West Nile Virus Austria by asafwewe


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									         Food and Farming Group
         International Animal Health
          International Disease Monitoring
                                              Preliminary Outbreak Assessment
Date: 16 October 2008

                                  West Nile Virus: Austria
Note: Defra’s International Animal Health (IAH) monitors outbreaks of specified disease around the
world. We also report on significant epidemiological developments for certain diseases. West Nile Virus
(WNV) is among those diseases.

1   Introduction

The Austrian veterinary authorities have reported two outbreaks of West Nile Virus (WNV) in
wild birds, one in North Austria and one in Vienna region (see Map 1). Two sparrow hawks,
one dead and one ill which later died, were found in North Austria. Both showed signs of
encephalitis at post mortem and tests revealed the presence of WNV. One Kea (Nestor
                                                                      notabilis) was found
                                                                      dead in Vienna and
                                                                      subsequently also
                                                                      tested positive for
                                                                      WNV. At the Standing
                                                                      Committee on the Food
                                                                      Chain and Animal
                                                                      Health (SCoFCAH)
                                                                      meeting in Brussels on
                                                                      15 October 2008,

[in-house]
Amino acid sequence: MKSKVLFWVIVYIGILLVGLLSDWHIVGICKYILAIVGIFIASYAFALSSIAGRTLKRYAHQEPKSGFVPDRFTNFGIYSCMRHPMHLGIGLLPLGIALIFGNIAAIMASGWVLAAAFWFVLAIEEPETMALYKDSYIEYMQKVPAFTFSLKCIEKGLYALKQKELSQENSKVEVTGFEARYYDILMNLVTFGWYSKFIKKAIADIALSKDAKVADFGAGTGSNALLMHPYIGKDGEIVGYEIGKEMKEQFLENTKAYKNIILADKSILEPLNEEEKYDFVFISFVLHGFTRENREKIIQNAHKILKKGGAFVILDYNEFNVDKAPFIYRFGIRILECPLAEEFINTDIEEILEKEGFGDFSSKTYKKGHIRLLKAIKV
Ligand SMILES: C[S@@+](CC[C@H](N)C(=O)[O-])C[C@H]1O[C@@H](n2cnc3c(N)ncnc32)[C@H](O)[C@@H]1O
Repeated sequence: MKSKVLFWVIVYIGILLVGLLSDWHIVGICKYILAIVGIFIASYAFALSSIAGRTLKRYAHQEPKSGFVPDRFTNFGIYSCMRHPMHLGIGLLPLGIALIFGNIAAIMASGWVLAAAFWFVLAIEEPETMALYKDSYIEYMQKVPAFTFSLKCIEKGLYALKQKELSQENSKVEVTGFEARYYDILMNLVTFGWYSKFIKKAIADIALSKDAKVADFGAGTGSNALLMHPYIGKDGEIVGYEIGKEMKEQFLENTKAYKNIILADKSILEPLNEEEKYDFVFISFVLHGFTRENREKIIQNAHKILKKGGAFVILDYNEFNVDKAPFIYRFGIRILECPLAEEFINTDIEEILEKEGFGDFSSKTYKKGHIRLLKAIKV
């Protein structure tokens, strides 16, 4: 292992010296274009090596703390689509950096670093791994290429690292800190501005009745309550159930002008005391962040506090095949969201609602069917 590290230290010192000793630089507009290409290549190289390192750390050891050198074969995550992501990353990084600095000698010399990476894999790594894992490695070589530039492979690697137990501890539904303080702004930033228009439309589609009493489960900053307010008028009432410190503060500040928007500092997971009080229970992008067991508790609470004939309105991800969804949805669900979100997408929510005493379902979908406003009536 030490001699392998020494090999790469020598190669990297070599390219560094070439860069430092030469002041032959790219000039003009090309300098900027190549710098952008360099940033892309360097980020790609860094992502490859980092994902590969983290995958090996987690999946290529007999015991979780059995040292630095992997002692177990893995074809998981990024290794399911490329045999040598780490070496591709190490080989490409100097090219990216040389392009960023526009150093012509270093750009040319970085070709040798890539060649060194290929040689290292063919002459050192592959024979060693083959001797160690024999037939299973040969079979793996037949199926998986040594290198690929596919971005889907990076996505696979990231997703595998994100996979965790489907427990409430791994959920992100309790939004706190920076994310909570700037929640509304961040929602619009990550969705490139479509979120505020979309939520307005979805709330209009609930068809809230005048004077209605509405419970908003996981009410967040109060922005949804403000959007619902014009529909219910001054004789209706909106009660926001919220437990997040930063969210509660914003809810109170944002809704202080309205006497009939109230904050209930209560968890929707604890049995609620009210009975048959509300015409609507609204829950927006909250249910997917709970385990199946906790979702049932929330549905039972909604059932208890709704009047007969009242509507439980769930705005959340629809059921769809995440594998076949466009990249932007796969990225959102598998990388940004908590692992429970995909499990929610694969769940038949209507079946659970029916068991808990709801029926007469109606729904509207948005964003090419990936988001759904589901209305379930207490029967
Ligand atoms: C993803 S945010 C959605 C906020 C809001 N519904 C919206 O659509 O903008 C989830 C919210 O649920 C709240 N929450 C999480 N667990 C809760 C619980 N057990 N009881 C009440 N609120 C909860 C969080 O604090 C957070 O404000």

Austria reported that
                                                                      the virus isolated from
                                                                      the sparrow hawks was
                                                                      WNV lineage 2 with
                                                                      very high sequence
                                                                      homology with two
                                                                      strains found previously
                                                                      in Hungary in 2004 and

The virus isolated from the Kea was also WNV lineage 2, but there were no details on the
sequence homology. Disease control measures have been put in place, along the same lines
as those used under the Avian Influenza framework. That is, all wild birds found dead in the
area will be investigated for WNV. Veterinary Authorities have been informed about the need
to check horses with signs of central nervous system disease for WNV infection and Health
Authorities have been advised about the clinical signs of human cases.

2   Situation Assessment

WNV is a mosquito borne disease and there is no direct transmission of the virus between
susceptible species. WNV has recently been isolated from horses and wild birds in Northern
Italy (Defra, 2008; map above). To date, there have been 14 outbreaks in 20 horses in Emilia
Romagna and Bologna regions (OIE 2008a). Seven magpies and six carrion crows were also
found to be infected during routine surveillance. Recently, Italy have also reported two human
cases in Emilia Romagna (Rossini and others, 2008). The local human population has been
advised to take appropriate measures to avoid being bitten by mosquitos. The distance
between these outbreaks in Italy and Austria is approximately 500km.